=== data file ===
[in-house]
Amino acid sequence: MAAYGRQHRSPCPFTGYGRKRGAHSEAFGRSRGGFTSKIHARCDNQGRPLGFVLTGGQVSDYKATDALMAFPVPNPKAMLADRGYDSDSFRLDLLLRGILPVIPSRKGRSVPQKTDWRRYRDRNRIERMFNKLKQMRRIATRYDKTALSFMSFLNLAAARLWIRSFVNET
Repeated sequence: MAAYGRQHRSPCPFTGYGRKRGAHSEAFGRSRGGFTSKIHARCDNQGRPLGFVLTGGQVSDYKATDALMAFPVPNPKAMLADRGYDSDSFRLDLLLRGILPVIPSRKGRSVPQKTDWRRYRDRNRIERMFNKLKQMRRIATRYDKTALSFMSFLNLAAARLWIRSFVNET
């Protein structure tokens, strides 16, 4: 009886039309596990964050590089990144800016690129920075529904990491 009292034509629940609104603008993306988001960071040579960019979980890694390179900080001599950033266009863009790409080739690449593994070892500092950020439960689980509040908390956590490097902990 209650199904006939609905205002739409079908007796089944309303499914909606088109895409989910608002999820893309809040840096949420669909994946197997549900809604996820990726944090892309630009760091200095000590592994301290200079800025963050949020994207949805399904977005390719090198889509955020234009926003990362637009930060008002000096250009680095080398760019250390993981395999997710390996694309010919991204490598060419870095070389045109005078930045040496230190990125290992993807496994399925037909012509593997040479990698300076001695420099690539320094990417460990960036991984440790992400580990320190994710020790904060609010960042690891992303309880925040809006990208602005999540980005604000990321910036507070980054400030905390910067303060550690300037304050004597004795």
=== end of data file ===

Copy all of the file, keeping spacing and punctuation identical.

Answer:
[in-house]
Amino acid sequence: MAAYGRQHRSPCPFTGYGRKRGAHSEAFGRSRGGFTSKIHARCDNQGRPLGFVLTGGQVSDYKATDALMAFPVPNPKAMLADRGYDSDSFRLDLLLRGILPVIPSRKGRSVPQKTDWRRYRDRNRIERMFNKLKQMRRIATRYDKTALSFMSFLNLAAARLWIRSFVNET
Repeated sequence: MAAYGRQHRSPCPFTGYGRKRGAHSEAFGRSRGGFTSKIHARCDNQGRPLGFVLTGGQVSDYKATDALMAFPVPNPKAMLADRGYDSDSFRLDLLLRGILPVIPSRKGRSVPQKTDWRRYRDRNRIERMFNKLKQMRRIATRYDKTALSFMSFLNLAAARLWIRSFVNET
């Protein structure tokens, strides 16, 4: 009886039309596990964050590089990144800016690129920075529904990491 009292034509629940609104603008993306988001960071040579960019979980890694390179900080001599950033266009863009790409080739690449593994070892500092950020439960689980509040908390956590490097902990 209650199904006939609905205002739409079908007796089944309303499914909606088109895409989910608002999820893309809040840096949420669909994946197997549900809604996820990726944090892309630009760091200095000590592994301290200079800025963050949020994207949805399904977005390719090198889509955020234009926003990362637009930060008002000096250009680095080398760019250390993981395999997710390996694309010919991204490598060419870095070389045109005078930045040496230190990125290992993807496994399925037909012509593997040479990698300076001695420099690539320094990417460990960036991984440790992400580990320190994710020790904060609010960042690891992303309880925040809006990208602005999540980005604000990321910036507070980054400030905390910067303060550690300037304050004597004795």